JJ Lumsden is a UK based experimental parapsychologist who has just released his debut book “The Hidden Whisper” (See my review of The Hidden Whisper). Centring on a fictional poltergeist case in Southern Arizona, the book seeks to explain various aspects of parapsychology and where paranormal research currently stands. Lumsden gained his PhD at the Koestler Parapsychology Unit (University of Edinburgh), before moving into independent research. Could you please start by telling about how and why you became a parapsychologist? As a youngster, I was curious as to how things ‘worked’ in the world, and naturally intrigued by paranormal phenomena. This intrigue grew stronger as I got older; if telepathy and precognition, for example, were real – there were serious implications for our world view and how the universe operated. I didn’t enter the field because of any personal paranormal experiences, or because I wanted to prove or disprove anything. I just wanted to look into things for myself. What do the studies of parapsychology in the Koestler Parapsychology Unit include? Things have changed now, but when I attended (2000-2003), there was a buoyant set of research programmes in place. These were conducted by full-time staff, postgraduates working on their PhD studies, and undergraduates doing final year projects. We had a full Ganzfeld suite in the unit, so (as you can imagine) there was a fair amount of research...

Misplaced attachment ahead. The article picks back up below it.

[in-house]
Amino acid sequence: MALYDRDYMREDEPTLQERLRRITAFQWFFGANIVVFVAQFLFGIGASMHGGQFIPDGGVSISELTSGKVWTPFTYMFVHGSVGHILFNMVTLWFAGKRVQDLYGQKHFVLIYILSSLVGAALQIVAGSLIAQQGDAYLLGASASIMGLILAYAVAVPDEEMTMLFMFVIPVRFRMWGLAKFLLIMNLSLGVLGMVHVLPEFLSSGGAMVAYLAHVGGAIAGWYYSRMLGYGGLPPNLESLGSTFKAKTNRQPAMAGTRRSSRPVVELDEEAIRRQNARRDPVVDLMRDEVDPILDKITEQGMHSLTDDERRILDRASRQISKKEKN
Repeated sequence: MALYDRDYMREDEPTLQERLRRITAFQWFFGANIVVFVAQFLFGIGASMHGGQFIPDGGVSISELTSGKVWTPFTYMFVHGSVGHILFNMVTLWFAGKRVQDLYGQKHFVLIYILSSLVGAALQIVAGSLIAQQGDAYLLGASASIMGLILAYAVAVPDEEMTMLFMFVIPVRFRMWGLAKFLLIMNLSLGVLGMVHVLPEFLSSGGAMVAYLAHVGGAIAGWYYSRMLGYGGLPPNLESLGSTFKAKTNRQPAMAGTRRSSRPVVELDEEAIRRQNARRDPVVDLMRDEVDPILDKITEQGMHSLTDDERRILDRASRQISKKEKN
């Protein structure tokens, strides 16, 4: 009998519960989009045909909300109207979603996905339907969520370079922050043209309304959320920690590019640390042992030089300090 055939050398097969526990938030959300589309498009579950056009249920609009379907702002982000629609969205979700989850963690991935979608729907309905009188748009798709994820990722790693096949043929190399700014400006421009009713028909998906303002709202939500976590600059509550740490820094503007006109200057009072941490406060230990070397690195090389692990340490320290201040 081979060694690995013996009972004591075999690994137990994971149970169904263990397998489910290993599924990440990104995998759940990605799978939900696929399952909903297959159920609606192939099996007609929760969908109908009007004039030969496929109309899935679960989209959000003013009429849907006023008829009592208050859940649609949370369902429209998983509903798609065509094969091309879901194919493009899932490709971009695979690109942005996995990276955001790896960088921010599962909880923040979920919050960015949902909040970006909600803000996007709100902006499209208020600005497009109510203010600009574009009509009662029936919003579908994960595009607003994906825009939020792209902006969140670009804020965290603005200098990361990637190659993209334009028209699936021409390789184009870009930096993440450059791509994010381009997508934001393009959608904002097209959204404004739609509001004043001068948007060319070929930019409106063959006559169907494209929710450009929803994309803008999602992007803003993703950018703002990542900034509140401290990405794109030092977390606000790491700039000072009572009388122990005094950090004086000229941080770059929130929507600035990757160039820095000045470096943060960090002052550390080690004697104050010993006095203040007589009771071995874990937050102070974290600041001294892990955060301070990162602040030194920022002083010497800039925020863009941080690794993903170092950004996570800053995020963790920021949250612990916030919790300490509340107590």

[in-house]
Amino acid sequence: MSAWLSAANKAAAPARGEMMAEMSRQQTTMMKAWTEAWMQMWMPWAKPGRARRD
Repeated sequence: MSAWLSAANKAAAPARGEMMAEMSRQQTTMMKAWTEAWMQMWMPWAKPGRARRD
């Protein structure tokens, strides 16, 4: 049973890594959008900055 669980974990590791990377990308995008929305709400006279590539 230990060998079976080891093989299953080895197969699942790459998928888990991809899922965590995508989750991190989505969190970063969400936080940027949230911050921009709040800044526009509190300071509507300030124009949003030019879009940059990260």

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The Hidden Whisper by JJ Lumsden book review